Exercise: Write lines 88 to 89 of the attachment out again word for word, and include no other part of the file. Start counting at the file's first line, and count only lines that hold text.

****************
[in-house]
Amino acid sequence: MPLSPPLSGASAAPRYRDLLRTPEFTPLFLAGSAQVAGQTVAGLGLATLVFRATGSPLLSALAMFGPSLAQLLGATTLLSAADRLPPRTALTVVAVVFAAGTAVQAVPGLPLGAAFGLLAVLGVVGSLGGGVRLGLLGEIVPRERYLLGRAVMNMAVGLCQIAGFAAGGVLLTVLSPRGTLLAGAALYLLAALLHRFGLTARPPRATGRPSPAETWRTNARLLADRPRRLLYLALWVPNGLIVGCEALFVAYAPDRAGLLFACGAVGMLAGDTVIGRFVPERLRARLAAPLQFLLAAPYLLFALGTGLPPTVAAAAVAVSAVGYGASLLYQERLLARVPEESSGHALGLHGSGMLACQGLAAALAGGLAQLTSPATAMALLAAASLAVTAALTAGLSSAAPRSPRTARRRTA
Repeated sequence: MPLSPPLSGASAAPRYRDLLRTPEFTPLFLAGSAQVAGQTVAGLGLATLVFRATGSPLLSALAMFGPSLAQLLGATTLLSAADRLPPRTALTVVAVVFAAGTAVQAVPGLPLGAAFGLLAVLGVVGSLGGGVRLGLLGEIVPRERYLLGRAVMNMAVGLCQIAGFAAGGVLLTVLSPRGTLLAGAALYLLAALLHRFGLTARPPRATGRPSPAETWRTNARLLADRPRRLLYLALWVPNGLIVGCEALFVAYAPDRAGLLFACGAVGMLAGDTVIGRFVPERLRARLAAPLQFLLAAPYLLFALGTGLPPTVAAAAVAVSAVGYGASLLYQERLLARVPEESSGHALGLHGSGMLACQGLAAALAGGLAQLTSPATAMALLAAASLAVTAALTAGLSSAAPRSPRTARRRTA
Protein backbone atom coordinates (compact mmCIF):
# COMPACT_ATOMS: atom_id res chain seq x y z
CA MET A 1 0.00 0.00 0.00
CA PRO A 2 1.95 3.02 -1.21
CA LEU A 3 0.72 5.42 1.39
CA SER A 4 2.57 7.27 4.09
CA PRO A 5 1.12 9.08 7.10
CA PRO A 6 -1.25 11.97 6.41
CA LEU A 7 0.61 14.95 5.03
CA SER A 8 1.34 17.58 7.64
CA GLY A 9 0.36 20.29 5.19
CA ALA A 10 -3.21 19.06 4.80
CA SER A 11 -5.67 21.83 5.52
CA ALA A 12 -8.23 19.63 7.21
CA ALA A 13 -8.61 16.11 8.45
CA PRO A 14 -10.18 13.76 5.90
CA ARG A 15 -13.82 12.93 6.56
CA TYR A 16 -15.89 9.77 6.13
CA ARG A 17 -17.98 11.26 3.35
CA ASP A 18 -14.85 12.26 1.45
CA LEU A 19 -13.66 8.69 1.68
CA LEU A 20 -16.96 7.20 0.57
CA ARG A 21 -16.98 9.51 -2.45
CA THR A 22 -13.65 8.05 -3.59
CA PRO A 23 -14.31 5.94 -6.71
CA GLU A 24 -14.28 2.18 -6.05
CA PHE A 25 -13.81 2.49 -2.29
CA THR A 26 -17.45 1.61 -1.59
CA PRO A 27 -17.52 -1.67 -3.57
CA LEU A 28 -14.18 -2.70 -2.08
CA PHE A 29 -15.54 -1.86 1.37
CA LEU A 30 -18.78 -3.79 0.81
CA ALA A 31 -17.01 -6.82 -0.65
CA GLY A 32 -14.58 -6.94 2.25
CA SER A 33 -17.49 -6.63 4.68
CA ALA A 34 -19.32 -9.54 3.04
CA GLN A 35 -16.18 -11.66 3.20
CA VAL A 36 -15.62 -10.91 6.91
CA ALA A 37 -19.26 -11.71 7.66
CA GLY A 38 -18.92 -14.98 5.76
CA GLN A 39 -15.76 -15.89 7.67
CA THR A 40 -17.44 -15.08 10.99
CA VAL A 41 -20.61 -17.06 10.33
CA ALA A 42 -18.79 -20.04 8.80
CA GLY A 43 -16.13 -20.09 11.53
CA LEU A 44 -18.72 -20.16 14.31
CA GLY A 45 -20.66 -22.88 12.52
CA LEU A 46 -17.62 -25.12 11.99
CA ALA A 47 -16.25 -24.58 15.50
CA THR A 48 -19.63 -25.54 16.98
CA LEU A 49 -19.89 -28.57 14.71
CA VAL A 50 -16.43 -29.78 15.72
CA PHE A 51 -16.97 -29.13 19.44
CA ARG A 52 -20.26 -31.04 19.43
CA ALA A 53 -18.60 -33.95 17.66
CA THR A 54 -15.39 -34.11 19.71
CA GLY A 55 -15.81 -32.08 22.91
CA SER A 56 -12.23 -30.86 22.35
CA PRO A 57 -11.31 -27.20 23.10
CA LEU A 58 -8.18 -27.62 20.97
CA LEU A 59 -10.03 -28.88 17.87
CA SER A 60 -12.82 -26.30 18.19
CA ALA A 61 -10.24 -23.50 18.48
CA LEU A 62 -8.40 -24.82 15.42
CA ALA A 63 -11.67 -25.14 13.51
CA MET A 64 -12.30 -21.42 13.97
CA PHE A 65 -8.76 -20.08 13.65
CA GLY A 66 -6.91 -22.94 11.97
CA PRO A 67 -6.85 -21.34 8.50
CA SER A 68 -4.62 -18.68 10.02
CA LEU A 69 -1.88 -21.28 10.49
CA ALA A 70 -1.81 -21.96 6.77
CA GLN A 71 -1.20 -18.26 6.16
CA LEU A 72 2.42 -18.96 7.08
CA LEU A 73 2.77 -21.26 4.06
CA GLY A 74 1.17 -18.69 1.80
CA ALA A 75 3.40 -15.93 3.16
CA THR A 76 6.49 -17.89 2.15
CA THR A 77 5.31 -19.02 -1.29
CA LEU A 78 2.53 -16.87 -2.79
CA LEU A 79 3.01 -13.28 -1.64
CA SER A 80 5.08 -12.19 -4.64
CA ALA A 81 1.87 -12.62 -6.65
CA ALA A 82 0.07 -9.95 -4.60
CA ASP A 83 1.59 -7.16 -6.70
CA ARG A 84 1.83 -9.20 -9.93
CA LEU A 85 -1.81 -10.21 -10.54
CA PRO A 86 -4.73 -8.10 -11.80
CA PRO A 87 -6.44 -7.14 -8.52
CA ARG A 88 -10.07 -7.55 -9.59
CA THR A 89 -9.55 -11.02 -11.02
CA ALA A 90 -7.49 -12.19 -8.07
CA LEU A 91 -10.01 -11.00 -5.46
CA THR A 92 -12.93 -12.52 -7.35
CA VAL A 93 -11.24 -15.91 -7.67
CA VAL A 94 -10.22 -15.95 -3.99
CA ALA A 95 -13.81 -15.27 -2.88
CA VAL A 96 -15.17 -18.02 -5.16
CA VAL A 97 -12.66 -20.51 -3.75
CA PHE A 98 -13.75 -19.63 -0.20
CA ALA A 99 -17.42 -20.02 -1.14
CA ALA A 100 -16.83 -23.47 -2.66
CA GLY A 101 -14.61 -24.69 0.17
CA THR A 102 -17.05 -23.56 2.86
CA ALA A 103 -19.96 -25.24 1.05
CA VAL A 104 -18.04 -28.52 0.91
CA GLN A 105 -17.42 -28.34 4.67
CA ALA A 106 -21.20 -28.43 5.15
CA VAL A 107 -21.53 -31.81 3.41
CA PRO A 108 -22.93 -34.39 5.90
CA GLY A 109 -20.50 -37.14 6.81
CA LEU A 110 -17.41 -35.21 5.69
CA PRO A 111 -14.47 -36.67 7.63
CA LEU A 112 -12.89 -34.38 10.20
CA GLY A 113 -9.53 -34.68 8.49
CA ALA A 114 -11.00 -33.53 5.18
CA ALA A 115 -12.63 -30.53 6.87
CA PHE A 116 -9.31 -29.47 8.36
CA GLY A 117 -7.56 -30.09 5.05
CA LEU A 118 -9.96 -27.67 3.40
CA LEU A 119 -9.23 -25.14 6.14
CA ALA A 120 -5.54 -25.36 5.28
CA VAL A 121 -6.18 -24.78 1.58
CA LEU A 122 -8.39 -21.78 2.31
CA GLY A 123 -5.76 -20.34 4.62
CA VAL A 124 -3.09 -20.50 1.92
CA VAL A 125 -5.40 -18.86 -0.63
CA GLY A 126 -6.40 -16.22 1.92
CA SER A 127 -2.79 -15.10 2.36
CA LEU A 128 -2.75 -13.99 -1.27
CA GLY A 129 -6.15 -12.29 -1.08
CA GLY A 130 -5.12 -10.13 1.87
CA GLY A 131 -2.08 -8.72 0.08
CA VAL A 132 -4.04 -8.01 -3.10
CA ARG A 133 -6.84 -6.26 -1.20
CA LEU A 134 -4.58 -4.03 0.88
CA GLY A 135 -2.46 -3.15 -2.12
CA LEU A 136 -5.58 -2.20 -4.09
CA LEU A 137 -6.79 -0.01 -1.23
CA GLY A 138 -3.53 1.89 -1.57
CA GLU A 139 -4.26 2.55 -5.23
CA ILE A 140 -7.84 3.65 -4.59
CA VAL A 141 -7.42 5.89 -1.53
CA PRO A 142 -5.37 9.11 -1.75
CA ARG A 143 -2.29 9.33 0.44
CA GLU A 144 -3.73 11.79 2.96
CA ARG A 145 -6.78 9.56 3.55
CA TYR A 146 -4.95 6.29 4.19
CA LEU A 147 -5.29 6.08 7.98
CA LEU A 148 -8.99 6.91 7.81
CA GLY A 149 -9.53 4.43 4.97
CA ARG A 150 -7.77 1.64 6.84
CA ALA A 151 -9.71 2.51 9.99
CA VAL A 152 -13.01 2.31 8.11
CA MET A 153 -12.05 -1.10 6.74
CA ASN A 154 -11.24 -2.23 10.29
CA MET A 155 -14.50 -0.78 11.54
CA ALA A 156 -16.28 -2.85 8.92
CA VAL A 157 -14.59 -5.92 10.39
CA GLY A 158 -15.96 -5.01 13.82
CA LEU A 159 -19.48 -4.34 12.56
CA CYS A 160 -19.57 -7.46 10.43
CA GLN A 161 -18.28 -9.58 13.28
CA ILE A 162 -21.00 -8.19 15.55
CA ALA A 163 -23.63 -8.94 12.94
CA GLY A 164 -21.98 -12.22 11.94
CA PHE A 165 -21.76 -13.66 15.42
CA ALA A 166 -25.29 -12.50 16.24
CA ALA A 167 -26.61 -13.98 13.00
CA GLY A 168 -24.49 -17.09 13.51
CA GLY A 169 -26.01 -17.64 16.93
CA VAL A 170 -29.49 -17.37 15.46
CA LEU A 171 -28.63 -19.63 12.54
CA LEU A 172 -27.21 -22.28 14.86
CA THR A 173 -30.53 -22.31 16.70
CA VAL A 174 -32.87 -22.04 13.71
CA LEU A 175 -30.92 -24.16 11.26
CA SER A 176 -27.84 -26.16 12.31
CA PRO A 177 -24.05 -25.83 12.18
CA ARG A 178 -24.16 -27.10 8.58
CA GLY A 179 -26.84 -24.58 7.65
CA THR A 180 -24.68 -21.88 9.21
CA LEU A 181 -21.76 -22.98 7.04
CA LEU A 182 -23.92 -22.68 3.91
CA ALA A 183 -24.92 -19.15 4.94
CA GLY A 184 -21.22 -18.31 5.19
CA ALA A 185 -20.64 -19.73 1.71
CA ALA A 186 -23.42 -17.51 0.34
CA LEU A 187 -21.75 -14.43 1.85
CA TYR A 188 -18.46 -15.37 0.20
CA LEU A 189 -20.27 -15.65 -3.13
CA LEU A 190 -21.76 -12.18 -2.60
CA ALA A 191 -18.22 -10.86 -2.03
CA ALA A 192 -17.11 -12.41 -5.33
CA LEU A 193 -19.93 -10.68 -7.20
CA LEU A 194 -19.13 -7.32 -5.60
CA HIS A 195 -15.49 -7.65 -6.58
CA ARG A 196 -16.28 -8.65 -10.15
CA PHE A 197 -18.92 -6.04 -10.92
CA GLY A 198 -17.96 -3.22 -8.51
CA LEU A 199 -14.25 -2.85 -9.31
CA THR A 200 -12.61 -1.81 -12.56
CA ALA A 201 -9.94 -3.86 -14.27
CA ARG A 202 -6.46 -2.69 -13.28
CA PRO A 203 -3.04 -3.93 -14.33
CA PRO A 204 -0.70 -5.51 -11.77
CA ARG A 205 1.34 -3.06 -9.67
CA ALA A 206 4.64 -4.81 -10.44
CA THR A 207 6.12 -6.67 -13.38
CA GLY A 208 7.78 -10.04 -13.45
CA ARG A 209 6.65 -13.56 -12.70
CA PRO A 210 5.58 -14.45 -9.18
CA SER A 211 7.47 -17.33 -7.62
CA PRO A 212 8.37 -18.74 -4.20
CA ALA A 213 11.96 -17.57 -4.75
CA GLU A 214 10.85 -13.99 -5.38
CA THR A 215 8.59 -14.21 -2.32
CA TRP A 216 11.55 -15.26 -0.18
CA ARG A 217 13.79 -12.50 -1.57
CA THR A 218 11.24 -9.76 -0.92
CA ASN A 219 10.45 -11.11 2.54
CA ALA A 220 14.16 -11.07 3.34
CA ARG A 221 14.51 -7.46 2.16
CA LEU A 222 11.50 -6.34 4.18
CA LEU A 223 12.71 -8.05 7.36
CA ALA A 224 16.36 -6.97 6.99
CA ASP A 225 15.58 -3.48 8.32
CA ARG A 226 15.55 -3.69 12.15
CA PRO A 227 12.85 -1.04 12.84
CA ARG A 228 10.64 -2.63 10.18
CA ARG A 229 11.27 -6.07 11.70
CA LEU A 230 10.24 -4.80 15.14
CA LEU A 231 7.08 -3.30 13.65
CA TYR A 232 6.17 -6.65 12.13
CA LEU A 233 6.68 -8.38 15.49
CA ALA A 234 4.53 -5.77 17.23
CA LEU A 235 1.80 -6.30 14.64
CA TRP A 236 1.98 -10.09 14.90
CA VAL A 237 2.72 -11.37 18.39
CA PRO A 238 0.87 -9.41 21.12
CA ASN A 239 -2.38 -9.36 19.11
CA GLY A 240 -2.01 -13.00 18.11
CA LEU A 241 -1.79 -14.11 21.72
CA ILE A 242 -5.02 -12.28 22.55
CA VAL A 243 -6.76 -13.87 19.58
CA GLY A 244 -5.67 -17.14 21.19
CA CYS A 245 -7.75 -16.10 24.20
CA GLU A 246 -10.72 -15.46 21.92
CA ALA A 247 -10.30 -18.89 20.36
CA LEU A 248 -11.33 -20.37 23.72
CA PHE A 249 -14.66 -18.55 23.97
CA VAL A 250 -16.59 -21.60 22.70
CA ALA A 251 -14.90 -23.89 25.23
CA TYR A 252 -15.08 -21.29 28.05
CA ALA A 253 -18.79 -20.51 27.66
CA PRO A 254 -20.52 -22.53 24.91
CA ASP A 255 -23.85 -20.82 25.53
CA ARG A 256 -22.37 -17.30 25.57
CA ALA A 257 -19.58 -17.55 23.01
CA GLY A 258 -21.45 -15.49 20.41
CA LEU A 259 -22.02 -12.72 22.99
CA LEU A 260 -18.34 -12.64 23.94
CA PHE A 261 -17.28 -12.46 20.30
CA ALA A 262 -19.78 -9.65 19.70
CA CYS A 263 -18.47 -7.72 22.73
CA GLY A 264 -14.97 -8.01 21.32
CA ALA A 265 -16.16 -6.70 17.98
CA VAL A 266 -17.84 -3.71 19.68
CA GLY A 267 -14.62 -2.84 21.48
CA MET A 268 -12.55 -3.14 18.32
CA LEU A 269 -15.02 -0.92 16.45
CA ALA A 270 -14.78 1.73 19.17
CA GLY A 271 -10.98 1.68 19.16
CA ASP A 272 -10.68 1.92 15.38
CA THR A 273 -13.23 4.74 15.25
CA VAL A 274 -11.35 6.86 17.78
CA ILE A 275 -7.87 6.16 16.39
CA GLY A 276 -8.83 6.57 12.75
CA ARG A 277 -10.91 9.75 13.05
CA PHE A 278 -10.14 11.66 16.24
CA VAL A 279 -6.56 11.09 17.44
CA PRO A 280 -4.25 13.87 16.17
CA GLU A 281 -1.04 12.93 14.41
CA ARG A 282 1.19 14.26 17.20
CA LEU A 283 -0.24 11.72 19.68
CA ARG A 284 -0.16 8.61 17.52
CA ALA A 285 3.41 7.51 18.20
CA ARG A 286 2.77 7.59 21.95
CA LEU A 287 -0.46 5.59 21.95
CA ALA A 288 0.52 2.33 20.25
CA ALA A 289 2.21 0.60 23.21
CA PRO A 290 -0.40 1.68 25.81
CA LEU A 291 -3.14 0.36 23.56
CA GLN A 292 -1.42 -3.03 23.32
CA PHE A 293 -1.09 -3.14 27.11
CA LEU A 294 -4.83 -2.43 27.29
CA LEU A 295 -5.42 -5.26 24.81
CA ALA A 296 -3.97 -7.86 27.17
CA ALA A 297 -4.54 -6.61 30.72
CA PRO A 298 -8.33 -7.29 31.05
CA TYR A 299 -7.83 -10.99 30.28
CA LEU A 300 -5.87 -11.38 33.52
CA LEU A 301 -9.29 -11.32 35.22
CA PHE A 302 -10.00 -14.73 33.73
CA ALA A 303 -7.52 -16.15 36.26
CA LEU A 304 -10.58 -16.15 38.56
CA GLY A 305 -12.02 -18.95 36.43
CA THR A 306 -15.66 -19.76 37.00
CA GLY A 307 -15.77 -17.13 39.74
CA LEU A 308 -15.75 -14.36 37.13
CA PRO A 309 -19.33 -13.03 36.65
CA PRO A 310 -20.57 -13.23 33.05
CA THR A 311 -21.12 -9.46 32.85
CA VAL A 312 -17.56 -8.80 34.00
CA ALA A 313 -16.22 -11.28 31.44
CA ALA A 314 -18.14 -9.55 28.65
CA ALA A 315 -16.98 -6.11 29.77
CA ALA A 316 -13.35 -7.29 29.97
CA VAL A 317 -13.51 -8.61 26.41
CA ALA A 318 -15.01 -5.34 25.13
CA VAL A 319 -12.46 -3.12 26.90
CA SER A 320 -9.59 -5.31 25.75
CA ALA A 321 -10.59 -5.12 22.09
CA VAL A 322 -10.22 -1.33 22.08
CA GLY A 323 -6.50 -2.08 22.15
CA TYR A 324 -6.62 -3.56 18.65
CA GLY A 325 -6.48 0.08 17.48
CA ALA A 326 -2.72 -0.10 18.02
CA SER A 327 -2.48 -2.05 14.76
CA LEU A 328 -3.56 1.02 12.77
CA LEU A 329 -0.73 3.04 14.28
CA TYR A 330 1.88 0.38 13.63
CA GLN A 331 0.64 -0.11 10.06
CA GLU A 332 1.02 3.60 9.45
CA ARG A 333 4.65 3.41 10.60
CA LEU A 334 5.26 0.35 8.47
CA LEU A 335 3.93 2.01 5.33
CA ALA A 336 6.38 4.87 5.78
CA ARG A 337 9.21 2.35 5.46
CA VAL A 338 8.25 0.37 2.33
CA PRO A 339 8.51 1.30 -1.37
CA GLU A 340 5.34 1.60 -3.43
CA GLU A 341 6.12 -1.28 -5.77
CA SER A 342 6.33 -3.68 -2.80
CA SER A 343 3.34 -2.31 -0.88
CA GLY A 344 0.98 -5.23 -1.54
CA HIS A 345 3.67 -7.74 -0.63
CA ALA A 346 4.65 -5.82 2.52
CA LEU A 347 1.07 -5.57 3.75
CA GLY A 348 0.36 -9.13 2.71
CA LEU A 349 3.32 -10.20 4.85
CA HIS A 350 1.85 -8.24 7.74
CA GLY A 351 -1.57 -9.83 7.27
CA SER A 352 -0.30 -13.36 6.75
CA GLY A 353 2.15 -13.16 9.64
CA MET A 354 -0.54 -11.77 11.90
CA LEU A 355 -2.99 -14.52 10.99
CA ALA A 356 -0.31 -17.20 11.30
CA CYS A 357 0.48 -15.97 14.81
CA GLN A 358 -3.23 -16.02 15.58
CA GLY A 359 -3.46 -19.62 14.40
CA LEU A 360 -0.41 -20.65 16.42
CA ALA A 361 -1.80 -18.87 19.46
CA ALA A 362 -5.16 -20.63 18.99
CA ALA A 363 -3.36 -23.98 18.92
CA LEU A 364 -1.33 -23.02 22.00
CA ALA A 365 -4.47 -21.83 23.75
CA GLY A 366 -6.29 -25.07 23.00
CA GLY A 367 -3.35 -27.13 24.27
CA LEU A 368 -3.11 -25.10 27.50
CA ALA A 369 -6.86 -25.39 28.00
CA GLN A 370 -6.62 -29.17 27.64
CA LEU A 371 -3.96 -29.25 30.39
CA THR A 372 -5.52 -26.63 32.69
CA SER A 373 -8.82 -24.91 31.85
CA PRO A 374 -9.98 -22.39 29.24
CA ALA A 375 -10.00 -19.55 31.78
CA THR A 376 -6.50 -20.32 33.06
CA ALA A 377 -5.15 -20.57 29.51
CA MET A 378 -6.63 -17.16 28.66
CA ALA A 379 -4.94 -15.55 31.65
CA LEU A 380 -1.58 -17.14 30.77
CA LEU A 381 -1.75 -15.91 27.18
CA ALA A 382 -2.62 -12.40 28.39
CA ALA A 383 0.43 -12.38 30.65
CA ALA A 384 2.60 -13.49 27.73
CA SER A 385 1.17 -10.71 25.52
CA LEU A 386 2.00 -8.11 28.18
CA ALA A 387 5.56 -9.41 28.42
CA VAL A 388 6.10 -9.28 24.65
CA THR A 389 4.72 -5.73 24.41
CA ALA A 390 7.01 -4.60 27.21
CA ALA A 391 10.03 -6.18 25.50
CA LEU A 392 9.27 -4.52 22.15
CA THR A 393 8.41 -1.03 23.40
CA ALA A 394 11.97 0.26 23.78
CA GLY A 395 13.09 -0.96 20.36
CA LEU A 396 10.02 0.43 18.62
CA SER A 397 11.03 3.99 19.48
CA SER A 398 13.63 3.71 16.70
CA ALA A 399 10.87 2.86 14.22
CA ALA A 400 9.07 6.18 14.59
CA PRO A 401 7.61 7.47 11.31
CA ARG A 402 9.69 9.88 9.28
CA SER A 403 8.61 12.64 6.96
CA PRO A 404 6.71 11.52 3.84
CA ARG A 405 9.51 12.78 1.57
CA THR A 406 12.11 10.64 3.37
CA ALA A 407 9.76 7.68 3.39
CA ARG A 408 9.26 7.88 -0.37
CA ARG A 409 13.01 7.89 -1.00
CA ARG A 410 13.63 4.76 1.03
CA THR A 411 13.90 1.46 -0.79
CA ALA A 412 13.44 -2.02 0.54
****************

CA ASP A 83 1.59 -7.16 -6.70
CA ARG A 84 1.83 -9.20 -9.93